-= slurm 0.3.3 on =-
                  x         x       x
       x      x   x   x                   x
       x      x   x   x      x            x

      Active Interface: eth0                    Interface Speed: 125 MB/s
      Current RX Speed: 9.82 KB/s              Current TX Speed: 21.10 KB/s
    Graph Top RX Speed: 46.65 KB/s           Graph Top TX Speed: 244.49 KB/s
  Overall Top RX Speed: 46.65 KB/s         Overall Top TX Speed: 244.49 KB/s
      Received Packets: 1205721060          Transmitted Packets: 1083353266
       GBytes Received: 3.392 GB             GBytes Transmitted: 2.698 GB
   Errors on Receiving: 0                Errors on Transmission: 0

By having a real-time visualization of traffic, we can poke and tune things and get immediate feedback about how they affect network performance.

Network I/O should rarely become an issue in production systems unless something has been misconfigured, you're serving a huge amount of traffic, or you have some very special application requirements. The baseline technology for networks between machines tends to be 1000-baseT (at the time of this writing, 10 GbE isn't really catching on and hasn't yet been ratified as an ISO standardit's currently the supplementary standard IEEE 802.3ae). One thousand megabits is a lot of bandwidth, so under normal circumstances, you shouldn't be filling a pipe that wide. However, some traffic patterns can cause contention, and due to the design of Ethernet, you'll never actually reach the full 1,000 Mb theoretical cap.

But before we talk about really reaching the limits of our hardware, we need to address the common problem of misconfiguration. Modern NICs, switches, and routers tend to be autosensing, allowing them to automatically switch between 100/1000 or 10/100/1000. Plugging two of these ports together, as often happens, can sometimes cause them to "negotiate" a lower rate than they both allow. Couple this with the autosensing of full versus half duplex and instead of 1,000 Mb in each direction, you'll get 5 instead. And a 5 Mb limit is a lot easier to hit. When using autosensing ports, you should either be check to make sure they've selected the correct speed or, if possible, set the speed manually. This needs only to be done at one end of the connection and is easily done as part of the machine setup and configuration phase.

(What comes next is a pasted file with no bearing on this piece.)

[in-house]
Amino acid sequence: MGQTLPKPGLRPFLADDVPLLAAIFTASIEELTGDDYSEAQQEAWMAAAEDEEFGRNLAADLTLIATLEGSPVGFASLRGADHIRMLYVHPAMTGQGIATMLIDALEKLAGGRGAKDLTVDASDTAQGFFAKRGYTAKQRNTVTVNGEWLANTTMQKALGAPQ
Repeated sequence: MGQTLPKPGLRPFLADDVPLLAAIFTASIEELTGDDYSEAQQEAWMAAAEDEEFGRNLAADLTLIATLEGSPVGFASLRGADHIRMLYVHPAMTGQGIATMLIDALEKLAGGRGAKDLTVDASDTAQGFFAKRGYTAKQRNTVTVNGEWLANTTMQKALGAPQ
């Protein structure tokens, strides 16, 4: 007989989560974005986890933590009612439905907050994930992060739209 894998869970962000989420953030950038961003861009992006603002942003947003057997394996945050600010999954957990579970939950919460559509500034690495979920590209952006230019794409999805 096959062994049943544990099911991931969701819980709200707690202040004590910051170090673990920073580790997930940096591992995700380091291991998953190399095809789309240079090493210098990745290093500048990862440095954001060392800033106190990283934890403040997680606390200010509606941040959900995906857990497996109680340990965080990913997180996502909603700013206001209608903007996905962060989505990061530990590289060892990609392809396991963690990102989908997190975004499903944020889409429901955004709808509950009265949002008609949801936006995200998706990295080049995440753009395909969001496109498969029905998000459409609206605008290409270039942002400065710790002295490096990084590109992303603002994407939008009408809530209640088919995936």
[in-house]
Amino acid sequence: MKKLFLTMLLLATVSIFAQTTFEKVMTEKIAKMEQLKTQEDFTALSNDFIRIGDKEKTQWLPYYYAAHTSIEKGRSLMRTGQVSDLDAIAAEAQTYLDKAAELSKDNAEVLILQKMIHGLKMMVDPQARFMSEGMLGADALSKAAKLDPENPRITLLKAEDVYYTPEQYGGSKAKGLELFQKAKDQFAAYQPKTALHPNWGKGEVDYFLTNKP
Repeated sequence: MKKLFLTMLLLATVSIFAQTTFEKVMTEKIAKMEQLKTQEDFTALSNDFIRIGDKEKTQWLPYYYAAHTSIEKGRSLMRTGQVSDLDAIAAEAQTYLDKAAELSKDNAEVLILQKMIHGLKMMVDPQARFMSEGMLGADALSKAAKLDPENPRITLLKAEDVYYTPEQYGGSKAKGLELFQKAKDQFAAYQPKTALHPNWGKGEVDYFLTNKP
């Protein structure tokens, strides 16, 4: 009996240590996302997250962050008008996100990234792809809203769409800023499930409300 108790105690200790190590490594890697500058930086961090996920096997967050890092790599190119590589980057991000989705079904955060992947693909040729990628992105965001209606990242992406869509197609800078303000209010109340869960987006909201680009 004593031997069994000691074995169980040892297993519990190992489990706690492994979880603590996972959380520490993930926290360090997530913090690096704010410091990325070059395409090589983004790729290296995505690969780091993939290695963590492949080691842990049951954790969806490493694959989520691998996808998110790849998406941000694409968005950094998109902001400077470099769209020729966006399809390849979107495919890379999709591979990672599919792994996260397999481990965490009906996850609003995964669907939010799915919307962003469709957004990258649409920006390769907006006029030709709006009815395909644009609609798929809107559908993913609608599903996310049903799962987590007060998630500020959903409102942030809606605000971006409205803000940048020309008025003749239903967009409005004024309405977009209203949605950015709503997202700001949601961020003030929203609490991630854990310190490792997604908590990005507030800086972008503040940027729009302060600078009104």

We said earlier that the nature of Ethernet causes us problems, but it's not always evident why this is the case. If we connect two machines directly together in full duplex, then we'll see optimal performance, but any more than this and performance starts to degrade. The reason is because of the way the Ethernet protocol works. Each Ethernet network segment can be thought of as a large corridor, along which each host on the segment has an office. When one host has a message to send to another, it simply shouts the message down the corridor and the message is received by the target host. This is all very well until two hosts need to send messages simultaneously. They both shout down the corridor at the same time, and neither message gets received. Both hosts then wait a random amount of time and shout again, hoping not to collide with another sender. This technique is used by Ethernet for sending frames (the sequences of data that contain, typically, IP packets) over the medium and this can cause collisions . The protocol underlying Ethernet is known as Carrier Sense Multiple Access with Collision Detection (CSMA/CD) and is built to detect collisions and resend collided frames. In such a system, collisions cause a cascading effectwhen we try to resend a collided frame over a busy network, it's likely to collide again with a fresh frame. Each frame that collides is also failing another frame (the one it collided with), so as traffic density increases, the overall throughput on the segment drops toward zero. On a network segment where enough hosts are trying constantly to send frames, the throughput of successful messages will be zero. A network segments in which frames can collide is called a collision domain. We now tend to use switches, which create a collision domain per port, rather than the single large collision domain of hubs.